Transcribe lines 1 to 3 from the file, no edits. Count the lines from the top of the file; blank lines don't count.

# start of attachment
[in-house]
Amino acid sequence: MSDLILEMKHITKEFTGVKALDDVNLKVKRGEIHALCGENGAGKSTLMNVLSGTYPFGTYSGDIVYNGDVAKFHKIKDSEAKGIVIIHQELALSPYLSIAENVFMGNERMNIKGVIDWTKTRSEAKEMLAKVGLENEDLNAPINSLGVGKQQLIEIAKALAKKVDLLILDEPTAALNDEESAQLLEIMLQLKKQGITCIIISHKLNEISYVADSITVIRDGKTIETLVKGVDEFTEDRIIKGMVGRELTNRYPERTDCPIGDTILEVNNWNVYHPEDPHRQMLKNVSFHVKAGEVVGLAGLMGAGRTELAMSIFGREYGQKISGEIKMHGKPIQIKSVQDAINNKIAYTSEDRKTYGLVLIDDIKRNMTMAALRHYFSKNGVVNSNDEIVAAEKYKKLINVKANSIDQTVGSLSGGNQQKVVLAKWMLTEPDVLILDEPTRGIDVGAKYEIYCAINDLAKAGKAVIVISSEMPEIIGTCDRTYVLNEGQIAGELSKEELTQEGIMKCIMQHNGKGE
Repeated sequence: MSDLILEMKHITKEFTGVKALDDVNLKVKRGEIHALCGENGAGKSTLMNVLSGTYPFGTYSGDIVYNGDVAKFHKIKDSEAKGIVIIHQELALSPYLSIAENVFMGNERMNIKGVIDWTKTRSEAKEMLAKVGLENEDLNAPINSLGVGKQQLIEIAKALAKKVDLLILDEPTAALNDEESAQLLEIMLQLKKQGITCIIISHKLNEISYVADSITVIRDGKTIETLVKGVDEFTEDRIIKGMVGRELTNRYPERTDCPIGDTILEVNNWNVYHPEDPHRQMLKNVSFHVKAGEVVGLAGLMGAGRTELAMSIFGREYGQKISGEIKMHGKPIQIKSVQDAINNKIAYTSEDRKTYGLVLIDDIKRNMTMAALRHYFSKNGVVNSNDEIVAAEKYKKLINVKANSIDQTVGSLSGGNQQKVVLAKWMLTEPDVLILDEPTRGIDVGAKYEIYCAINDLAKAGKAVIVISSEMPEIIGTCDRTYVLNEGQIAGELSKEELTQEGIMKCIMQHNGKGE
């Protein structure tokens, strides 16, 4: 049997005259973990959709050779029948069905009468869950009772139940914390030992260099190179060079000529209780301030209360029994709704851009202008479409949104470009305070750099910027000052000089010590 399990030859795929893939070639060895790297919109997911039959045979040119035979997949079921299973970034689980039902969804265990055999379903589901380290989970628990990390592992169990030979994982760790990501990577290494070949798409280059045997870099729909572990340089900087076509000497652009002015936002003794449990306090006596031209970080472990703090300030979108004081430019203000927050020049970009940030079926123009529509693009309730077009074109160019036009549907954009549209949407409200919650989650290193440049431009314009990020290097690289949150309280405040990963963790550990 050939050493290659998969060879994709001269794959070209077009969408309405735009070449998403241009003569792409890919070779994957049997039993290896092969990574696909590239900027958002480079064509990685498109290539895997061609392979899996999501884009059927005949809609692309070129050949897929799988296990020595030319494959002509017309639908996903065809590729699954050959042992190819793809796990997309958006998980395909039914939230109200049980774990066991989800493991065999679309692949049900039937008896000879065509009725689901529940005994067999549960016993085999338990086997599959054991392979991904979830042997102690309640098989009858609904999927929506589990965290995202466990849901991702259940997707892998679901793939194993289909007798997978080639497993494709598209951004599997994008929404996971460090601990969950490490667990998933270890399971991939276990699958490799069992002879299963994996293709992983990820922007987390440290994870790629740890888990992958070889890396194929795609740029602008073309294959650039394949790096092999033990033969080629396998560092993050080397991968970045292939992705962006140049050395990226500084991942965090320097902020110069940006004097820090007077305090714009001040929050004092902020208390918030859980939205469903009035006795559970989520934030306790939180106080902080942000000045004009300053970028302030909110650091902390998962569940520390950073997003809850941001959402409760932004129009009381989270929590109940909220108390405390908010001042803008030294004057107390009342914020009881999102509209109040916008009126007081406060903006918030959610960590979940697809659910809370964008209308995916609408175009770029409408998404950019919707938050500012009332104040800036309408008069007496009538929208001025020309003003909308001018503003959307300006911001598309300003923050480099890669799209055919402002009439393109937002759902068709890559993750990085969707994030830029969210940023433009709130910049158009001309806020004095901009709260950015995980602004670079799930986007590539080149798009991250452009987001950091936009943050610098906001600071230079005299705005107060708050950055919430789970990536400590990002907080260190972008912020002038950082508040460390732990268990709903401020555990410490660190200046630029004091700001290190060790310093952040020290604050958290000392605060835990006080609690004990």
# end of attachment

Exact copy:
[in-house]
Amino acid sequence: MSDLILEMKHITKEFTGVKALDDVNLKVKRGEIHALCGENGAGKSTLMNVLSGTYPFGTYSGDIVYNGDVAKFHKIKDSEAKGIVIIHQELALSPYLSIAENVFMGNERMNIKGVIDWTKTRSEAKEMLAKVGLENEDLNAPINSLGVGKQQLIEIAKALAKKVDLLILDEPTAALNDEESAQLLEIMLQLKKQGITCIIISHKLNEISYVADSITVIRDGKTIETLVKGVDEFTEDRIIKGMVGRELTNRYPERTDCPIGDTILEVNNWNVYHPEDPHRQMLKNVSFHVKAGEVVGLAGLMGAGRTELAMSIFGREYGQKISGEIKMHGKPIQIKSVQDAINNKIAYTSEDRKTYGLVLIDDIKRNMTMAALRHYFSKNGVVNSNDEIVAAEKYKKLINVKANSIDQTVGSLSGGNQQKVVLAKWMLTEPDVLILDEPTRGIDVGAKYEIYCAINDLAKAGKAVIVISSEMPEIIGTCDRTYVLNEGQIAGELSKEELTQEGIMKCIMQHNGKGE
Repeated sequence: MSDLILEMKHITKEFTGVKALDDVNLKVKRGEIHALCGENGAGKSTLMNVLSGTYPFGTYSGDIVYNGDVAKFHKIKDSEAKGIVIIHQELALSPYLSIAENVFMGNERMNIKGVIDWTKTRSEAKEMLAKVGLENEDLNAPINSLGVGKQQLIEIAKALAKKVDLLILDEPTAALNDEESAQLLEIMLQLKKQGITCIIISHKLNEISYVADSITVIRDGKTIETLVKGVDEFTEDRIIKGMVGRELTNRYPERTDCPIGDTILEVNNWNVYHPEDPHRQMLKNVSFHVKAGEVVGLAGLMGAGRTELAMSIFGREYGQKISGEIKMHGKPIQIKSVQDAINNKIAYTSEDRKTYGLVLIDDIKRNMTMAALRHYFSKNGVVNSNDEIVAAEKYKKLINVKANSIDQTVGSLSGGNQQKVVLAKWMLTEPDVLILDEPTRGIDVGAKYEIYCAINDLAKAGKAVIVISSEMPEIIGTCDRTYVLNEGQIAGELSKEELTQEGIMKCIMQHNGKGE